HIV/AIDS


WHAT IS HIV?

To understand what HIV is, let’s break it down:

Human – This particular virus can only infect human beings.

Immunodeficiency – HIV weakens your immune system by destroying important cells that fight disease and infection. A “deficient” immune system can’t protect you.

Virus – A virus can only reproduce itself by taking over a cell in the body of its host.

Human Immunodeficiency Virus is a lot like other viruses, including those that cause the “flu” or the common cold. But there is an important difference – over time, your immune system can clear most viruses out of your body. That isn’t the case with HIV – the human immune system can’t seem to get rid of it. Scientists are still trying to figure out why.

We know that HIV can hide for long periods of time in the cells of your body and that it attacks a key part of your immune system – your T-cells or CD4 cells. Your body has to have these cells to fight infections and disease, but HIV invades them, uses them to make more copies of itself, and then destroys them.

Over time, HIV can destroy so many of your CD4 cells that your body can’t fight infections and diseases anymore. When that happens, HIV infection can lead to AIDS.

WHAT IS AIDS?

To understand what AIDS is, let’s break it down:

Acquired – AIDS is not something you inherit from your parents. You acquire AIDS after birth.

Immuno – Your body’s immune system includes all the organs and cells that work to fight off infection or disease.

Deficiency – You get AIDS when your immune system is “deficient,” or isn’t working the way it should.

Syndrome – A syndrome is a collection of symptoms and signs of disease. AIDS is a syndrome, rather than a single disease, because it is a complex illness with a wide range of complications and symptoms.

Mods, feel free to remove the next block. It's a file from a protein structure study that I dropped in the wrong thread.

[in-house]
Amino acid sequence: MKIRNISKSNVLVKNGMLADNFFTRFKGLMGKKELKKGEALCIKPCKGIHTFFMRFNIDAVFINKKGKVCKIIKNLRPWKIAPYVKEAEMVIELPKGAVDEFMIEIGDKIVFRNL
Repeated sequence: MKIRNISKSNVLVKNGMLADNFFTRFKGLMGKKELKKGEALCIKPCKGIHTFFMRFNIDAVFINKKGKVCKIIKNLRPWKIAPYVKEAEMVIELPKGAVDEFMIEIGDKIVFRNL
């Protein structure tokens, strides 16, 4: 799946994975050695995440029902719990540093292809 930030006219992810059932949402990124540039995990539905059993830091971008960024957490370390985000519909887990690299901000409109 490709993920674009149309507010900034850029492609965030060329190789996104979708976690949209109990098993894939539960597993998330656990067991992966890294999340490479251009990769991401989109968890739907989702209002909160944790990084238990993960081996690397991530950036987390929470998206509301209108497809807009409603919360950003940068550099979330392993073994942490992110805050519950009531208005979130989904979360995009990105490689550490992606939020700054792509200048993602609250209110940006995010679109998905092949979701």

Acquired Immunodeficiency Syndrome is the final stage of HIV infection. People at this stage of HIV disease have badly damaged immune systems, which put them at risk for opportunistic infections (OIs).

You will be diagnosed with AIDS if you have one or more specific OIs, certain cancers, or a very low number of CD4 cells. If you have AIDS, you will need medical intervention and treatment to prevent death.

For more information, see CDC’s Basic Information About HIV And AIDS.

HOW DO YOU GET HIV or AIDS?

HIV can be transmitted though

– Sexual contact

– Pregnancy, childbirth & breast feeding

– Injection drug use

– Occupational exposure

– Blood transfusion / organ transplant

How do you get HIV?

HIV is found in specific human body fluids. If any of those fluids enter your body, you can become infected with HIV.

HIV lives and reproduces in blood and other body fluids. We know that the following fluids can contain high levels of HIV:

– Blood

– Semen (cum)

– Pre-seminal fluid (pre-cum)

– Breast milk

– Vaginal fluids

– Rectal (anal) mucous

Other body fluids and waste products—like feces, nasal fluid, saliva, sweat, tears, urine, or vomit—don’t contain enough HIV to infect you, unless they have blood mixed in them and you have significant and direct contact with them.

Healthcare workers may be exposed to some other body fluids with high concentrations of HIV, including: amniotic fluid, cerebrospinal fluid and synovial fluid.

How do you get AIDS?

AIDS is the late stage of HIV infection, when a person’s immune system is severely damaged and has difficulty fighting diseases and certain cancers. Before the development of certain medications, people with HIV could progress to AIDS in just a few years. Currently, people can live much longer – even decades – with HIV before they develop AIDS. This is because of “highly active” combinations of medications that were introduced in the mid 1990s. Read more about how HIV causes AIDS.

SIGNS & SYMPTOMS

The symptoms of HIV vary, depending on the individual and what stage of the disease you are in.

Early stage of HIV: Symptoms

Within 2-4 weeks after HIV infection, many, but not all, people experience flu-like symptoms, often described as the “worst flu ever.” This is called “acute retroviral syndrome” (ARS) or “primary HIV infection,” and it’s the body’s natural response to the HIV infection.